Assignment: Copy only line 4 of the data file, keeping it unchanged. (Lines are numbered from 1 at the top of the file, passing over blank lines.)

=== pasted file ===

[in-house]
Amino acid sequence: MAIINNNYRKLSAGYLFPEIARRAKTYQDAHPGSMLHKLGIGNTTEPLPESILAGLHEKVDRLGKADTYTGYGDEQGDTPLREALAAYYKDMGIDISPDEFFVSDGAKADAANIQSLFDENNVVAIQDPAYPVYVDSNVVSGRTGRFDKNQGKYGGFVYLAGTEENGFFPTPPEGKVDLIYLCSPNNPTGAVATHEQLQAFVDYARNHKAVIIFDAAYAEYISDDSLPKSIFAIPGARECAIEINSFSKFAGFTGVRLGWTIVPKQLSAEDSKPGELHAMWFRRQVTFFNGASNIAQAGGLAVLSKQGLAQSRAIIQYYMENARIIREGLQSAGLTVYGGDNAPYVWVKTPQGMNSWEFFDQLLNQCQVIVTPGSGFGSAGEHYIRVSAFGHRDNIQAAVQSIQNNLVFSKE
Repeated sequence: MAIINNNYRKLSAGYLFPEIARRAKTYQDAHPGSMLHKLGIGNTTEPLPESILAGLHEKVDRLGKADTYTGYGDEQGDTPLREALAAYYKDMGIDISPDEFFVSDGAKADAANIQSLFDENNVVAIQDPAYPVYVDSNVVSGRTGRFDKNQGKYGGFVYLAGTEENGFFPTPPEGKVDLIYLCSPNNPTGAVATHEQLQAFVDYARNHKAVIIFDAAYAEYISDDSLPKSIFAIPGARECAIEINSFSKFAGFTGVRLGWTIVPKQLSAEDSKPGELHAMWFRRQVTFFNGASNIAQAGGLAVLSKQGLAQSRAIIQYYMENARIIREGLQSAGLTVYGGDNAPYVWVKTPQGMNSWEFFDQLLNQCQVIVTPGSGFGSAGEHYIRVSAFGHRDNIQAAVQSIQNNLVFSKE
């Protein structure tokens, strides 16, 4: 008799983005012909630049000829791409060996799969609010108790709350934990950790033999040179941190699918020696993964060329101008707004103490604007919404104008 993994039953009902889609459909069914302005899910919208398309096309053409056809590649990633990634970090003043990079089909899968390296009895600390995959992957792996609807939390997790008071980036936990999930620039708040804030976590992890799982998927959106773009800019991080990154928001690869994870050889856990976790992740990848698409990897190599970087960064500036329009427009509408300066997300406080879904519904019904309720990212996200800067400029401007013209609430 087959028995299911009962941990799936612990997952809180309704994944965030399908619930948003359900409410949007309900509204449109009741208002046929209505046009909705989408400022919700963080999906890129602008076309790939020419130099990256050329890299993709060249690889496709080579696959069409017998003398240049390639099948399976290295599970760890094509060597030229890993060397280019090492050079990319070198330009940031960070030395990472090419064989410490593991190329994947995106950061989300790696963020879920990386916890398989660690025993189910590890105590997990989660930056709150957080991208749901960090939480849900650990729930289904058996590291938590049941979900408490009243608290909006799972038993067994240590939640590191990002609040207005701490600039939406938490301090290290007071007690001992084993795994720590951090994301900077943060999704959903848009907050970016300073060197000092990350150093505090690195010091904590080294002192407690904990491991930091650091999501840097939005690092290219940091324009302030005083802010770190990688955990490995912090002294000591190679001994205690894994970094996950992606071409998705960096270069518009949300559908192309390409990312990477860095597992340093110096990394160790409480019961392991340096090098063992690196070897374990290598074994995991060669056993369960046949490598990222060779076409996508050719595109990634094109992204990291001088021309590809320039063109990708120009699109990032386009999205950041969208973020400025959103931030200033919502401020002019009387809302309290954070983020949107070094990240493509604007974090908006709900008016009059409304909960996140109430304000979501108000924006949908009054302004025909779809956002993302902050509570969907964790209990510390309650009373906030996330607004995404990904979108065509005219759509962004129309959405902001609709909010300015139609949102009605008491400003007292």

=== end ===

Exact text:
């Protein structure tokens, strides 16, 4: 008799983005012909630049000829791409060996799969609010108790709350934990950790033999040179941190699918020696993964060329101008707004103490604007919404104008 993994039953009902889609459909069914302005899910919208398309096309053409056809590649990633990634970090003043990079089909899968390296009895600390995959992957792996609807939390997790008071980036936990999930620039708040804030976590992890799982998927959106773009800019991080990154928001690869994870050889856990976790992740990848698409990897190599970087960064500036329009427009509408300066997300406080879904519904019904309720990212996200800067400029401007013209609430 087959028995299911009962941990799936612990997952809180309704994944965030399908619930948003359900409410949007309900509204449109009741208002046929209505046009909705989408400022919700963080999906890129602008076309790939020419130099990256050329890299993709060249690889496709080579696959069409017998003398240049390639099948399976290295599970760890094509060597030229890993060397280019090492050079990319070198330009940031960070030395990472090419064989410490593991190329994947995106950061989300790696963020879920990386916890398989660690025993189910590890105590997990989660930056709150957080991208749901960090939480849900650990729930289904058996590291938590049941979900408490009243608290909006799972038993067994240590939640590191990002609040207005701490600039939406938490301090290290007071007690001992084993795994720590951090994301900077943060999704959903848009907050970016300073060197000092990350150093505090690195010091904590080294002192407690904990491991930091650091999501840097939005690092290219940091324009302030005083802010770190990688955990490995912090002294000591190679001994205690894994970094996950992606071409998705960096270069518009949300559908192309390409990312990477860095597992340093110096990394160790409480019961392991340096090098063992690196070897374990290598074994995991060669056993369960046949490598990222060779076409996508050719595109990634094109992204990291001088021309590809320039063109990708120009699109990032386009999205950041969208973020400025959103931030200033919502401020002019009387809302309290954070983020949107070094990240493509604007974090908006709900008016009059409304909960996140109430304000979501108000924006949908009054302004025909779809956002993302902050509570969907964790209990510390309650009373906030996330607004995404990904979108065509005219759509962004129309959405902001609709909010300015139609949102009605008491400003007292």